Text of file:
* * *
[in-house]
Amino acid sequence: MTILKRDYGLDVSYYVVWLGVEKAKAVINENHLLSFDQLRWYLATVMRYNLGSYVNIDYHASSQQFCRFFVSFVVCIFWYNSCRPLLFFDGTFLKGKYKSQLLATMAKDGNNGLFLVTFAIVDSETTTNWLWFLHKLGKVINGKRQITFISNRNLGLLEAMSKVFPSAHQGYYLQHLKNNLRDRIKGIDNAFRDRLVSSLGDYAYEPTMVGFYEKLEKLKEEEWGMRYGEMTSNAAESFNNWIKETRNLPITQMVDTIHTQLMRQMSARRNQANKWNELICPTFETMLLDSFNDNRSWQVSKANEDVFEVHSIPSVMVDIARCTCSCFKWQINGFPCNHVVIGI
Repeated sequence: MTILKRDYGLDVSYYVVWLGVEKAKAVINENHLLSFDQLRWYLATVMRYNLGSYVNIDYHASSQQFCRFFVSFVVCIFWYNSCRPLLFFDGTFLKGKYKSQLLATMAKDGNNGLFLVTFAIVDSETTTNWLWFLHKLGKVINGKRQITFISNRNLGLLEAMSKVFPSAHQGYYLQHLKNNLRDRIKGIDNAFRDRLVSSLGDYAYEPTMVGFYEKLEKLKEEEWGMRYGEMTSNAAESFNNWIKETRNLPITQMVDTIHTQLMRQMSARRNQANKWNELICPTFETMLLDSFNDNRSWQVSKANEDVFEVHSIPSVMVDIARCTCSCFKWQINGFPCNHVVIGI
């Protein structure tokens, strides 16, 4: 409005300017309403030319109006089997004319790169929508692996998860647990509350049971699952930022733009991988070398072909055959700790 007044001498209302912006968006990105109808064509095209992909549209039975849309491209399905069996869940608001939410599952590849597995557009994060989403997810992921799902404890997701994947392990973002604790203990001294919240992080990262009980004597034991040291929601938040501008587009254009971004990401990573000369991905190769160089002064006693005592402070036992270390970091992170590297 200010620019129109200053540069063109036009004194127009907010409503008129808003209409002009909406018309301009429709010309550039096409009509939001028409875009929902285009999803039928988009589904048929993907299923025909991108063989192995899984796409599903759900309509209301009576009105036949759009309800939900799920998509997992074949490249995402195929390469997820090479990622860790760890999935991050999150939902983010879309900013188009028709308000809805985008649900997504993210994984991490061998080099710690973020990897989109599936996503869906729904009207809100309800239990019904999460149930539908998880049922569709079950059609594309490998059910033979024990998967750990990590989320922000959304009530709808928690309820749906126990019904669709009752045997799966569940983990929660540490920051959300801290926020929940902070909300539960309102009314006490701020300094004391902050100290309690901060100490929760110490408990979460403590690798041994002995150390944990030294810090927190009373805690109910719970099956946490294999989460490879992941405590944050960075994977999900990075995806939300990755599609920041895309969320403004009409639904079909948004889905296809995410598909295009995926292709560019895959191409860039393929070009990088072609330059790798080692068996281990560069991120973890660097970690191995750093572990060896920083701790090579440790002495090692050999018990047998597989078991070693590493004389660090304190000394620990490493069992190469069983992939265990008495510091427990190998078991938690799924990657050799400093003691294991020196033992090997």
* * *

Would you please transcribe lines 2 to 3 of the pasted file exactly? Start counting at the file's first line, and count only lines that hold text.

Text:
Amino acid sequence: MTILKRDYGLDVSYYVVWLGVEKAKAVINENHLLSFDQLRWYLATVMRYNLGSYVNIDYHASSQQFCRFFVSFVVCIFWYNSCRPLLFFDGTFLKGKYKSQLLATMAKDGNNGLFLVTFAIVDSETTTNWLWFLHKLGKVINGKRQITFISNRNLGLLEAMSKVFPSAHQGYYLQHLKNNLRDRIKGIDNAFRDRLVSSLGDYAYEPTMVGFYEKLEKLKEEEWGMRYGEMTSNAAESFNNWIKETRNLPITQMVDTIHTQLMRQMSARRNQANKWNELICPTFETMLLDSFNDNRSWQVSKANEDVFEVHSIPSVMVDIARCTCSCFKWQINGFPCNHVVIGI
Repeated sequence: MTILKRDYGLDVSYYVVWLGVEKAKAVINENHLLSFDQLRWYLATVMRYNLGSYVNIDYHASSQQFCRFFVSFVVCIFWYNSCRPLLFFDGTFLKGKYKSQLLATMAKDGNNGLFLVTFAIVDSETTTNWLWFLHKLGKVINGKRQITFISNRNLGLLEAMSKVFPSAHQGYYLQHLKNNLRDRIKGIDNAFRDRLVSSLGDYAYEPTMVGFYEKLEKLKEEEWGMRYGEMTSNAAESFNNWIKETRNLPITQMVDTIHTQLMRQMSARRNQANKWNELICPTFETMLLDSFNDNRSWQVSKANEDVFEVHSIPSVMVDIARCTCSCFKWQINGFPCNHVVIGI